Bruce Waltke’s nearly 500-page commentary on Micah (Eerdmans, 2007) is the best treatment of Micah I know of. It might even be the best commentary on any prophet, and ranks right up there with R.T. France’s Mark commentary. Waltke’s Micah, however, is even more technical and examines just about every textual issue you could imagine. It was indispensable to me when I wrote a seminary exegesis paper on that blessed prophet. I don’t preach Micah without consulting it.
Accordance Bible Software has just released the volume, and even though I own the print edition, I made sure to get it into my Accordance library a.s.a.p. Check it out here (Accordance) and here (publisher’s page). The price is far lower than the value of the book.
Head over to appealtochristians.com to see “Appeal to Christians Regarding President-Elect Donald Trump.” I’m honored to be joined by more than 30 Christian faith leaders who have signed the letter. The appeal culminates in this five-point commitment and call to action:
1. We will pray for President-elect Trump, elected officials, our nation, our churches, and each other.
2. Rooted in the teachings of Jesus and the prophets, we will tell the truth about the world around us, and we will speak up for those who have been marginalized and taken advantage of.
3. We will actively resist the temptation to overlook or normalize values, speech, and behavior that are in conflict with what Scripture calls us to.
4. In the name of Jesus, we call President-elect Trump to repentance for dishonoring the image of God in others.
5. We will fix our eyes on Jesus and, by the power of the Holy Spirit, redouble our efforts to honor the image of God in all people and to love all our neighbors as ourselves.
Read the whole thing here, add your name if you are so inclined (you’ll see a link), and share freely.
I’ve really been enjoying the Monday Morning Preacher podcast from PreachingToday.com.
- The length is perfect (I listen while I do the dishes)
- The focus on a single concept (introductions, ladder of abstraction, finding your voice) makes it memorable and easy to apply
- The specificity of the content (e.g., come down the ladder of abstraction every 3-4 minutes) means that without a ton of effort I can put the stuff to use right away the next Sunday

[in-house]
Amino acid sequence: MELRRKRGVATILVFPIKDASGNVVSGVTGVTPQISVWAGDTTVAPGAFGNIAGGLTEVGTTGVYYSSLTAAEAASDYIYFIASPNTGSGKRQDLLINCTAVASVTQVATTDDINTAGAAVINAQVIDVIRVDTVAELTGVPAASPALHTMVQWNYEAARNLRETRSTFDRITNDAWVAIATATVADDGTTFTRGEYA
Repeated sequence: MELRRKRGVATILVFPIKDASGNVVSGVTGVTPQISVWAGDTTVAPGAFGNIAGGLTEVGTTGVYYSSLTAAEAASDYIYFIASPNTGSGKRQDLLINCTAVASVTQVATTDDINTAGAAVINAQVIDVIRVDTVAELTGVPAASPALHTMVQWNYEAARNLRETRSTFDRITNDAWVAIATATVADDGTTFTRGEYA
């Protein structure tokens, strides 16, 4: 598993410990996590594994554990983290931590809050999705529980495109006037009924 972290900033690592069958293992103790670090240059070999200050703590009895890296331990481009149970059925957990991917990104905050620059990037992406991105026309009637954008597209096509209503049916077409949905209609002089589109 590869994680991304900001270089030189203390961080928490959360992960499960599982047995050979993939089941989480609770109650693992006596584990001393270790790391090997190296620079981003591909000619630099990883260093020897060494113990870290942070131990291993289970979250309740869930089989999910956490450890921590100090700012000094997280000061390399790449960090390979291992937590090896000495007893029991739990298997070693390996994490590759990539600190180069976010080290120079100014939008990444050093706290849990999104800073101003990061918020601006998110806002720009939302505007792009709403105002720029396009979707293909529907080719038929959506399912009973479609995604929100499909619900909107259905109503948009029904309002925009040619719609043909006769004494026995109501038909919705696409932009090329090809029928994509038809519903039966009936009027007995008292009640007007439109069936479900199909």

- I also enjoy hearing real, live preachers with the analysis after a sermon clip
Check out the Monday Morning Preacher podcast here.
Yesterday Sojourners online published my article, “Resist Injustice, Reshape the World.”
In it I reflect on the challenges a Trump presidency presents and say:
Being honest about reality is a primary role Christians can play in society.
The prophetic task of all believers is not just to react to reality rightly named, but to reframe it in the light of a grander vision of the future.
Read the whole thing here.
Are you ready?
John the Baptist arrives on the scene today, the second Sunday of Advent. Here’s how Luke describes it:
The voice of one crying out in the wilderness: “Prepare the way of the Lord, make his paths straight. Every valley shall be filled, and every mountain and hill shall be made low, and the crooked shall be made straight, and the rough ways made smooth; and all flesh shall see the salvation of God.”
Through the Incarnation of Jesus, God exalts the humbled, humbles the exalted, brings light into darkness, and reverses the fortunes of the rich and poor alike, of those who are ahead and those who feel left behind. What a wonderful promise that we would see the salvation of God in this way!
Even as God himself lowers mountains and straightens crooked paths and makes rough ways smooth, we can look inward to our own hearts and ask, “What crooked ways are here? What mountains have I tried to build so I can climb them and exalt myself above others? Where are my own rough ways?”
Are we ready?
Three years ago this week the world lost a prophet, Nelson Mandela. He died at the age of 95.
As I was watching a PBS special about him, just hours after his death, there was a friend of Mandela’s telling about a recent visit he’d made with his young son to see Mandela.
I don’t remember the guy’s name–it was a political dignitary, as I recall. He said when he and his son came in to see the aging Mandela, Mandela said, “Oh, it is so nice that a young boy would still come and see an old man who has nothing new to say.”
Prophets know they have to be repetitive.
Prophets know they aren’t necessarily saying something new, but the visions of hope that they’ve been casting have still not come about, and so they say the same thing.
They cast the same good, hope-filled vision: over and over, until it gets through our sometimes thick heads that this vision might actually become a reality.